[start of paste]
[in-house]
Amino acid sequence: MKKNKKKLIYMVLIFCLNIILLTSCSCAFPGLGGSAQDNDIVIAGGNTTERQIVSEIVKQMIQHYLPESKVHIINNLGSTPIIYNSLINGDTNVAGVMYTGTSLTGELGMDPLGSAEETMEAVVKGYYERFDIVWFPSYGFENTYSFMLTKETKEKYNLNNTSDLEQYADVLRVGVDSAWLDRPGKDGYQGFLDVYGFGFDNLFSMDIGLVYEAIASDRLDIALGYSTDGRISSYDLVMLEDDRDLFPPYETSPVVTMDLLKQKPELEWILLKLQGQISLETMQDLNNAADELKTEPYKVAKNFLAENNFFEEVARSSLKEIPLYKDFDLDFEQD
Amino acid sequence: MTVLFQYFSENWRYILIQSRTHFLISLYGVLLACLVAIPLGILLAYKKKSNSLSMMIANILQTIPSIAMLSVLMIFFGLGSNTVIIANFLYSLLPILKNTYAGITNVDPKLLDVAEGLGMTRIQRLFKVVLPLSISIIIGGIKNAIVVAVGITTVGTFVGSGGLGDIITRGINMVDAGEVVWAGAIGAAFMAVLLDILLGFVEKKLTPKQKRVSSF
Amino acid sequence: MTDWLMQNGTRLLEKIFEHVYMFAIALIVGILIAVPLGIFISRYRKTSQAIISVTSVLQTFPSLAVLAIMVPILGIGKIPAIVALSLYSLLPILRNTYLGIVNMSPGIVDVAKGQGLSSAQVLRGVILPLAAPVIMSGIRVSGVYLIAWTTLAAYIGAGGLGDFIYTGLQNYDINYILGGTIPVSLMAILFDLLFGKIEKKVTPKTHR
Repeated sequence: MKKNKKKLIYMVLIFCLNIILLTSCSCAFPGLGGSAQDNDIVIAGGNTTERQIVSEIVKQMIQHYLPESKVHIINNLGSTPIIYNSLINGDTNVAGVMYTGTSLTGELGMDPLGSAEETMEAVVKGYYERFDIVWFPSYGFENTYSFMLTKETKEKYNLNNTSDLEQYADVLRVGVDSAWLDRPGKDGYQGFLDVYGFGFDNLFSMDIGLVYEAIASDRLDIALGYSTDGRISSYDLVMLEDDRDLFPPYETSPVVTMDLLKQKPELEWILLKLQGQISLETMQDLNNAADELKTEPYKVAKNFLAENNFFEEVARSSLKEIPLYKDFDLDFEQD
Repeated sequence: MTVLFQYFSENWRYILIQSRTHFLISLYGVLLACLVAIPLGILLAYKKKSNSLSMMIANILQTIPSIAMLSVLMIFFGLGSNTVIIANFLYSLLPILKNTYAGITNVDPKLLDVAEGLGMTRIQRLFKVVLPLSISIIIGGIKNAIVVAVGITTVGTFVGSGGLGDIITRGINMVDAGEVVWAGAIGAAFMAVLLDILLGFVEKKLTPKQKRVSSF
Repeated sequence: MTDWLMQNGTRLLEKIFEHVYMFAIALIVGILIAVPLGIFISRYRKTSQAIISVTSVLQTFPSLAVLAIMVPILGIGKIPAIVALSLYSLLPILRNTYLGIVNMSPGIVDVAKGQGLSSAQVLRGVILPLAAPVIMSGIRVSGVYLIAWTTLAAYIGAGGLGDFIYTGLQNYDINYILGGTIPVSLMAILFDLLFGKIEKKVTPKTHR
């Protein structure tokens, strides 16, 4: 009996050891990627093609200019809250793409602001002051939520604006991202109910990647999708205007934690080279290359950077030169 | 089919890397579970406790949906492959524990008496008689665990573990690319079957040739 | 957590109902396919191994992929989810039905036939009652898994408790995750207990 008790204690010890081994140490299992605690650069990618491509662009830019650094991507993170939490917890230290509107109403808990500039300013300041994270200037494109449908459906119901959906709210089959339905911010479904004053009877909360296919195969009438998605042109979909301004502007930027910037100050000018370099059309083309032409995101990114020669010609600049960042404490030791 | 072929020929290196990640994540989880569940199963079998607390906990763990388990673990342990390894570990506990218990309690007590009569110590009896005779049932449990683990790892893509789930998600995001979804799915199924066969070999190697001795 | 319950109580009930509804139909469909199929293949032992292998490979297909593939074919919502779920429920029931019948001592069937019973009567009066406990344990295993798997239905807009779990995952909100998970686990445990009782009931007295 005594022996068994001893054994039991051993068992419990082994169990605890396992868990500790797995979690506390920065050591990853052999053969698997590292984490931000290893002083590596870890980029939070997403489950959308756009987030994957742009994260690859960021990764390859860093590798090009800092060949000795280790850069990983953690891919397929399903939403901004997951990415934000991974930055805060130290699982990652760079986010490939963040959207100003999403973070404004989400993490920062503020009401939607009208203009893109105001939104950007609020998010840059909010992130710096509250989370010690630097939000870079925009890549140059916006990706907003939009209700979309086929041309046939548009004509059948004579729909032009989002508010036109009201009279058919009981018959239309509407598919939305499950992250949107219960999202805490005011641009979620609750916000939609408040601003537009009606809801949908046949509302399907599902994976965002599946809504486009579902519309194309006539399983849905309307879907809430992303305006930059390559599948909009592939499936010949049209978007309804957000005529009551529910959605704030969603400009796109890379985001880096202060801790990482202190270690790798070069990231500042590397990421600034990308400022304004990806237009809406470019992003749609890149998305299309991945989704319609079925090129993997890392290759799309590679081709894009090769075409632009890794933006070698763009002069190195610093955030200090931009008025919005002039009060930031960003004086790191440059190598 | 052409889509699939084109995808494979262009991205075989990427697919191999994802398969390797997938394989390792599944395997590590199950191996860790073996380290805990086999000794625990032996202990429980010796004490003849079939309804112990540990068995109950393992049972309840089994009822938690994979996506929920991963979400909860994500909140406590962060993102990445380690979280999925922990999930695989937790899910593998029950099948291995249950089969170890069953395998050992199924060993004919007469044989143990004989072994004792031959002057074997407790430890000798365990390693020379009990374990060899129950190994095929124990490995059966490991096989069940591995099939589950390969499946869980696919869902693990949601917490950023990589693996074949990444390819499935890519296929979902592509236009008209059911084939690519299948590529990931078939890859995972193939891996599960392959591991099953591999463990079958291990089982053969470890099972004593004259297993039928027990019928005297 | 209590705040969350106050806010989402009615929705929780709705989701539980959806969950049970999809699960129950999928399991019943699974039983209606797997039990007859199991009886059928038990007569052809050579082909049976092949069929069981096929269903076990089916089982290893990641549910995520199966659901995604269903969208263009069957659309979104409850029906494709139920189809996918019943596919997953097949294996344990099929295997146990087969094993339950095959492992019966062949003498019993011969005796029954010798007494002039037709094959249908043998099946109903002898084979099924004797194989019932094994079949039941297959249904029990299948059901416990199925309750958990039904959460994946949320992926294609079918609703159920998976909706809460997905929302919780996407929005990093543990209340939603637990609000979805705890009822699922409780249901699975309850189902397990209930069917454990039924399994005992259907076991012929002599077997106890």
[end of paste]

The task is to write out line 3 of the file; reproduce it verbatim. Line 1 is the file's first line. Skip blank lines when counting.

Amino acid sequence: MTVLFQYFSENWRYILIQSRTHFLISLYGVLLACLVAIPLGILLAYKKKSNSLSMMIANILQTIPSIAMLSVLMIFFGLGSNTVIIANFLYSLLPILKNTYAGITNVDPKLLDVAEGLGMTRIQRLFKVVLPLSISIIIGGIKNAIVVAVGITTVGTFVGSGGLGDIITRGINMVDAGEVVWAGAIGAAFMAVLLDILLGFVEKKLTPKQKRVSSF